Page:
The Harvard Professor Robert Putnam has become somewhat of a sector guru. Why, David Cameron even had him flown in to talk about civil society and his views on it all.
He became famous for his book "Bowling Alone". This pointed to the crucial role that civil society and third sector organisations play in underpinning a vibrant democracy and a healthy society.
Yet he also worried that many people were becoming less involved in organisations in civil society. He illustrated that by arguing people were going bowling but fewer were joining teams. It was a symbol of what he saw as an increasingly individualistic and atomised culture. Our bonds of belonging or "social capital" were growing weaker.
He has written a new book "American Grace" and it's worth looking at his arguments there.
He argues that one powerful source of social capital still exists; religion. This brings people together in shared communities and mutual responsibility. Evidence (remember this is America) defined by regular attendance at a place of worship makes better neighbours. Frequent church or synagogue attenders are more likely to give to charity (whether religious or not) and more likely to volunteer donate blood or help a neighbour for example.
They are also significantly more active citizens; more likely to belong to community organisations or voluntary organisations and more likely to be involved as office holders. They are disproportionately represented among local activists for social and political reform.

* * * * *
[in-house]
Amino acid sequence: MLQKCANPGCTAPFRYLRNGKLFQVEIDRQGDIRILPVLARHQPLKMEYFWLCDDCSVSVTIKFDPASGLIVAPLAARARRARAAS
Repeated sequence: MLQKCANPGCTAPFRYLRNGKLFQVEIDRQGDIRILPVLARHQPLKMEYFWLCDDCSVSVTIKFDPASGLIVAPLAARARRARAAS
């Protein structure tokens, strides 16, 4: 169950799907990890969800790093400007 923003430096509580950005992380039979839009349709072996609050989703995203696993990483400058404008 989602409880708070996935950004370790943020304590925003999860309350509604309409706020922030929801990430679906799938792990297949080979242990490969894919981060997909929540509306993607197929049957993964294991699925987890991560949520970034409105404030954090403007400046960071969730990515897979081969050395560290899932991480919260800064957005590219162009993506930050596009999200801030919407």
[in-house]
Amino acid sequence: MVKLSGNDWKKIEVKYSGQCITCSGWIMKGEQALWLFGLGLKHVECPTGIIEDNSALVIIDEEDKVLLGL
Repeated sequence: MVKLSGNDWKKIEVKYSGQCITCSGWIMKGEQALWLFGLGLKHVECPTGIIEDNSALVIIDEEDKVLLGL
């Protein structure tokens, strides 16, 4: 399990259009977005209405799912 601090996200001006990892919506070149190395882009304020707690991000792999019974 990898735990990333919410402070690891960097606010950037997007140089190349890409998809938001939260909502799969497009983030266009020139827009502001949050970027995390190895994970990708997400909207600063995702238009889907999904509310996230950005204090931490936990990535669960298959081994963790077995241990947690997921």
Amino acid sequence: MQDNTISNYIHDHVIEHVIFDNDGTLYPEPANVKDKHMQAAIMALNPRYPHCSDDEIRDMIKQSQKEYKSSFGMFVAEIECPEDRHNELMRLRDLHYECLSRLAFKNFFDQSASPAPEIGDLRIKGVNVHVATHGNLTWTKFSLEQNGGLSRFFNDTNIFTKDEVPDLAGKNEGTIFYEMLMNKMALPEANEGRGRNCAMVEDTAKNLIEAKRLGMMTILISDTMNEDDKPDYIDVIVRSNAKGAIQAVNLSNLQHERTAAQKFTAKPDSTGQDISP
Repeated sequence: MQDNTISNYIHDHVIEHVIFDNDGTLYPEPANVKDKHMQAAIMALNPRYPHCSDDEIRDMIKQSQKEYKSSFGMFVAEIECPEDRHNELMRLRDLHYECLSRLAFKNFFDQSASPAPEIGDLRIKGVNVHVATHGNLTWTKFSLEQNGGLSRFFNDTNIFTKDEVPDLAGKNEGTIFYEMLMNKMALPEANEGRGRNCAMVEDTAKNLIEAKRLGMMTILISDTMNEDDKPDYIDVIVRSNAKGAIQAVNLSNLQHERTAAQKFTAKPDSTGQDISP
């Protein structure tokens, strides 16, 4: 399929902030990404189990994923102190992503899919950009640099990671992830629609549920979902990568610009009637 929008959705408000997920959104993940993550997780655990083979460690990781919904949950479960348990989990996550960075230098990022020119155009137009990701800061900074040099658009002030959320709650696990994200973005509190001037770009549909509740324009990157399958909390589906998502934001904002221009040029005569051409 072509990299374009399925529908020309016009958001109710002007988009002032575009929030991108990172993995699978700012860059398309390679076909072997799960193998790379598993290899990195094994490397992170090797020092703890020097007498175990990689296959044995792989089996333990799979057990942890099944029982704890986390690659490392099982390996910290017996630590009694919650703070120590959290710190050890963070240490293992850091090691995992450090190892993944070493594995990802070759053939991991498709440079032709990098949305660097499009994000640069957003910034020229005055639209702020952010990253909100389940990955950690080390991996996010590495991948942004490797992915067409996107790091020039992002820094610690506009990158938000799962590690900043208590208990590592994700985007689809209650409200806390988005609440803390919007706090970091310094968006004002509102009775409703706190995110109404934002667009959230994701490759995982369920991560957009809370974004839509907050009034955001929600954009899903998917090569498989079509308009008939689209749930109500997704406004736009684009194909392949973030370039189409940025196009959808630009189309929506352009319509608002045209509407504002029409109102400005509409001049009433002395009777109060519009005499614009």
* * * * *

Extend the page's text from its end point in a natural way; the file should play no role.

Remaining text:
Importantly this is more based on the frequency people attend rather than simple religious belief.
Let's beware drawing the wrong conclusions from all this in the UK! Indeed there is far too much unintelligent importing of American ideas on social welfare at the moment. An interesting article in The Observer in Nov, "How Britain's welfare reforms were born in the USA", showed just how persuasive American models were. This is not necessarily a good thing. Taking examples from a culturally specific contact and transplanting them willy nilly is foolhardy. And some will end in tears.
As The Observer article pointed out in relation to their welfare approach,
"One US phenomenon that might serve as a warning is that of the so-called 99ers –people who lost their jobs and have been unable to find work for 99 weeks – the point at which their unemployment welfare is turned off. There are now upwards of 1.4million 99ers in America facing a life with no benefits and few prospects for finding a job in a market in which companies are still not hiring."
Back to the book! It is a fact that the Church in Britain in particular has played a crucial role in developing charity. Indeed, as I pointed out in my recent Lecture for centuries the role of church and charity was the same.
Click here to read it.
And today we can see among ACEVO's membership, faith groups play an important role. We have a special interest group that brings those members together. So let's celebrate the contribution they make.
And let's also remember this isn't just about jam and Jerusalem. The faith groups play a crucial role in social action. Just remember the role they played in make poverty history.
And never mind "American Grace", let's remember Amazing Grace, the hymn written by an Anglican priest, Fr Newton, a great friend of Wilberforce, who campaigned against the slave trade and his hymn became the anthem of all those who stood up against a recalcitrant establishment for universal human rights.
Our sector will always stand up to support the oppressed. Our voice is going to be much needed over the coming years.
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